HOUSTON The indictments of four Houston police officers in the alleged beating of a teen burglary suspect elicited a wide range of reactions from officials, attorneys and activists alike Wednesday.
On March 23, police say Chad Holley, a suspect in a burglary, led them on a chase before he was arrested in southwest Houston.
But Holley, who was 15 at the time of his arrest, claims the officers beat him while he was handcuffed and in custody.
Surveillance cameras caught the arrest on tape, and after a lengthy probe that included testimony from Holley himself, a grand jury on Wednesday indicted four of the officers Andrew Blomberg, Phillip Bryan, Waleed Hassan and Drew Ryser on charges of official oppression. Bryan and Hassan were also charged with violating the civil rights of a prisoner.
In addition to the charges, HPD Chief Charles McClelland fired all four indicted officers, as well as two other officers and a sergeant who were involved but not charged.
After the indictments were announced, Holley s attorney said his client was too upset to speak to reporters. The attorney said they wanted the officers to be charged with assault, which is a felony.
The charges against the officers are Class A Misdemeanors, all of which carry a maximum of one year in jail and a $4,000 fine.
Community activist Quanell X said he felt race played a role in the misdemeanor charges.
He said the grand jury members were mostly white.
I believe that the racial makeup of the grand jury played a significant role in such watered-down, lukewarm charges coming back against these officers. Yes I do, the activist said.
District Attorney Pat Lykos described the grand jury as diverse.
Quanell X also called on city and county leaders to release the tape of Holley s arrest, saying the public needs to see it.
City officials who ve viewed the tape have expressed dismay about what they saw and concern about what kind of a reaction it could cause.
I m not a lawyer, I m not a judge, but certainly I believe that discipline in this instance is warranted and I can fully understand the decision by the grand jury to indict these officers, Houston Mayor Annise Parker said.
As of Wednesday afternoon, the tape had not been released.
At Houston City Council, officials gave their two cents on the indictments.
I m thankful to see that the grand jury saw fit to indict people who, when you see the video, you ll know it is really disconcerting. God forbid you be the person that they think did something, and you are the one, you know, who s at the end of the beat-down, Council Member Jolanda Jones said.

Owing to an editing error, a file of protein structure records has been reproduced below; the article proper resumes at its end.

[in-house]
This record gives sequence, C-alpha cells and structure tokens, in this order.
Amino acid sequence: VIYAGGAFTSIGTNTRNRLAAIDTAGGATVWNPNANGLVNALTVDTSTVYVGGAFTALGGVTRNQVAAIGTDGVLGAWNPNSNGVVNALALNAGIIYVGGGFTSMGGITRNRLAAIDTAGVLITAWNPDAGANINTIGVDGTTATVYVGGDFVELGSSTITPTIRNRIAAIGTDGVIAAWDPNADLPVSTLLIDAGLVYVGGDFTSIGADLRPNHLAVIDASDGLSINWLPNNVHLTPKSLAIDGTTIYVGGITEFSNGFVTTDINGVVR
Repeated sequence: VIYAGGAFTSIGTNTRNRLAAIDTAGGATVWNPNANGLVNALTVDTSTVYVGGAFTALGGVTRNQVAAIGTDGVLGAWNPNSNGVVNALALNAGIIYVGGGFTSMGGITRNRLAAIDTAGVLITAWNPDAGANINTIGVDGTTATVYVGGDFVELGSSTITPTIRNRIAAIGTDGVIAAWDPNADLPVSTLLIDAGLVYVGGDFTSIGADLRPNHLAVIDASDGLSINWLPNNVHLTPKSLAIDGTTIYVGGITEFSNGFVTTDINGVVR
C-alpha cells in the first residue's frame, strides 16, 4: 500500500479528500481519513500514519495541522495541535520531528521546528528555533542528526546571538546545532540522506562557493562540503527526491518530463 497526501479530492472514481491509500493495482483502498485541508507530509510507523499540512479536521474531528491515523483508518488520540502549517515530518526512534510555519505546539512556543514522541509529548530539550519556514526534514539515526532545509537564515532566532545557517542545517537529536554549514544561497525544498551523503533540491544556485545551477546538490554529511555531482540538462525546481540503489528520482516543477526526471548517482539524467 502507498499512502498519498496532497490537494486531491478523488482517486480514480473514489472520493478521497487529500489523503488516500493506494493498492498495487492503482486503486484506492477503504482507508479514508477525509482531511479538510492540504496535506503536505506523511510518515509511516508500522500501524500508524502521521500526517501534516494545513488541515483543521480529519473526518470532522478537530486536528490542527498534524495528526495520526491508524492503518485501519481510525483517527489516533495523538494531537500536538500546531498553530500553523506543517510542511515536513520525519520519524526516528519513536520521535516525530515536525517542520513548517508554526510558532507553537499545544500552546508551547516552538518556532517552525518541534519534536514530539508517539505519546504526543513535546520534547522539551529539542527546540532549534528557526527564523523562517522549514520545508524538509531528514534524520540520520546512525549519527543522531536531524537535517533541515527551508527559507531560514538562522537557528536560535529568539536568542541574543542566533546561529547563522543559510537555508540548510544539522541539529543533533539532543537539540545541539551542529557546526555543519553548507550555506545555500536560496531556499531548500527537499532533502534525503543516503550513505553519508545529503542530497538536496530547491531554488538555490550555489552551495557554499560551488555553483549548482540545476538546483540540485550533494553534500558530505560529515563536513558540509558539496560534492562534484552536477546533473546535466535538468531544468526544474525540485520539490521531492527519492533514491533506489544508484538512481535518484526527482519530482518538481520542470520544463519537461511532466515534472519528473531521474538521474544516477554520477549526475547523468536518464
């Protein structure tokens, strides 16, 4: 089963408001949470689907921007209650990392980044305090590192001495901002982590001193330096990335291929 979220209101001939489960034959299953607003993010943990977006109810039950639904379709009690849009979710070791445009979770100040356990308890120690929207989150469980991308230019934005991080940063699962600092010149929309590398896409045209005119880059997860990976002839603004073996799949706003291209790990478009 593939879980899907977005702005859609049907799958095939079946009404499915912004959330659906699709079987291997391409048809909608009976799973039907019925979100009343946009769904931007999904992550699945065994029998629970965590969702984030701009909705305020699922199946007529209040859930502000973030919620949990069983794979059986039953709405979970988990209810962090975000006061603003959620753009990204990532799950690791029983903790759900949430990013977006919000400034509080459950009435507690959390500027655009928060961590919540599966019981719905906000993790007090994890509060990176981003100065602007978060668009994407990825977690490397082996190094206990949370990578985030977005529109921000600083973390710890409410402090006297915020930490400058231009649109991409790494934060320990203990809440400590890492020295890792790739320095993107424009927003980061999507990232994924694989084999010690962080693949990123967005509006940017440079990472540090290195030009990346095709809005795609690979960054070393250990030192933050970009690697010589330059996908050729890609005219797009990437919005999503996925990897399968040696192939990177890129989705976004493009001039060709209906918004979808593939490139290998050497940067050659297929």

We, as police officers, must subject ourself to the same process as citizens subject themselves to, so at this point in time it s fair to say that the process is working, and that the evidence has been reviewed, the grand jury has made a decision, and we go to the next phase of the process, former HPD Chief and current Council Member C.O. Bradford said.
Yolanda Smith of the Houston Branch of the NAACP said she was prayerful that justice would be served in the case.
This is something that certainly happens quite often in African-American and minority communities. And quite often it goes, um, it goes on and nothing happens. So we re very encouraged. We know this is the first step, Smith said.
Gary Blankinship of the Houston Police Officers Union expressed confidence in the grand jury process.
The grand jury, I m sure, has done their due diligence in reviewing the evidence, the tape that clearly exists by all accounts, and interviewing the parties involved, witnesses. So, I mean, I know the people who serve on the grand jury don t take their job lightly, he said.
But Dick DeGuerin, who represents Blomberg, said his client was a hero.
The kid fell down, Blomberg came down and ordered him to put his hands behind his back, and when he didn t, he took his foot and drug his arm behind his back. That s all he did, DeGuerin said of what he saw on the arrest video.
He also said the tape does show other officers hitting, punching and kneeing Holley.